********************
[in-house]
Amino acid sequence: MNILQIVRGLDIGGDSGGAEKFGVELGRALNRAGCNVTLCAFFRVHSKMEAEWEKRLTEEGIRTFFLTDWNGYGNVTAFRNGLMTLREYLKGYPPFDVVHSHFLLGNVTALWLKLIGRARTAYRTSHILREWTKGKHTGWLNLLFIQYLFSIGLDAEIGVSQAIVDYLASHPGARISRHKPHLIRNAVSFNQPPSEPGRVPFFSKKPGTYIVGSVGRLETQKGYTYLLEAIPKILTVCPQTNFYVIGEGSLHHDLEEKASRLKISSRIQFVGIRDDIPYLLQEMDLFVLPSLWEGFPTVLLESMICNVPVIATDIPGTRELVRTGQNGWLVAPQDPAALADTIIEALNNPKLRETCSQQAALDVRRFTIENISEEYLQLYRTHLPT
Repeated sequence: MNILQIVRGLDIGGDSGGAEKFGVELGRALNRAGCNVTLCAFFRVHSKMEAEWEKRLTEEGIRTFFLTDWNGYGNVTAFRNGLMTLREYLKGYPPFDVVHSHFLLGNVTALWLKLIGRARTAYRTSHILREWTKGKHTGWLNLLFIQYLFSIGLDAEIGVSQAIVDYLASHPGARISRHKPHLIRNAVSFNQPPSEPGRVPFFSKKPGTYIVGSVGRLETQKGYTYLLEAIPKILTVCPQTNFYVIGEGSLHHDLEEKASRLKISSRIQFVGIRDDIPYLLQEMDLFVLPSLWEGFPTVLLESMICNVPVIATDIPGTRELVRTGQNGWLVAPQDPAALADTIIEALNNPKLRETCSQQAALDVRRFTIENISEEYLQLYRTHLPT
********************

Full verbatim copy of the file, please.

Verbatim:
[in-house]
Amino acid sequence: MNILQIVRGLDIGGDSGGAEKFGVELGRALNRAGCNVTLCAFFRVHSKMEAEWEKRLTEEGIRTFFLTDWNGYGNVTAFRNGLMTLREYLKGYPPFDVVHSHFLLGNVTALWLKLIGRARTAYRTSHILREWTKGKHTGWLNLLFIQYLFSIGLDAEIGVSQAIVDYLASHPGARISRHKPHLIRNAVSFNQPPSEPGRVPFFSKKPGTYIVGSVGRLETQKGYTYLLEAIPKILTVCPQTNFYVIGEGSLHHDLEEKASRLKISSRIQFVGIRDDIPYLLQEMDLFVLPSLWEGFPTVLLESMICNVPVIATDIPGTRELVRTGQNGWLVAPQDPAALADTIIEALNNPKLRETCSQQAALDVRRFTIENISEEYLQLYRTHLPT
Repeated sequence: MNILQIVRGLDIGGDSGGAEKFGVELGRALNRAGCNVTLCAFFRVHSKMEAEWEKRLTEEGIRTFFLTDWNGYGNVTAFRNGLMTLREYLKGYPPFDVVHSHFLLGNVTALWLKLIGRARTAYRTSHILREWTKGKHTGWLNLLFIQYLFSIGLDAEIGVSQAIVDYLASHPGARISRHKPHLIRNAVSFNQPPSEPGRVPFFSKKPGTYIVGSVGRLETQKGYTYLLEAIPKILTVCPQTNFYVIGEGSLHHDLEEKASRLKISSRIQFVGIRDDIPYLLQEMDLFVLPSLWEGFPTVLLESMICNVPVIATDIPGTRELVRTGQNGWLVAPQDPAALADTIIEALNNPKLRETCSQQAALDVRRFTIENISEEYLQLYRTHLPT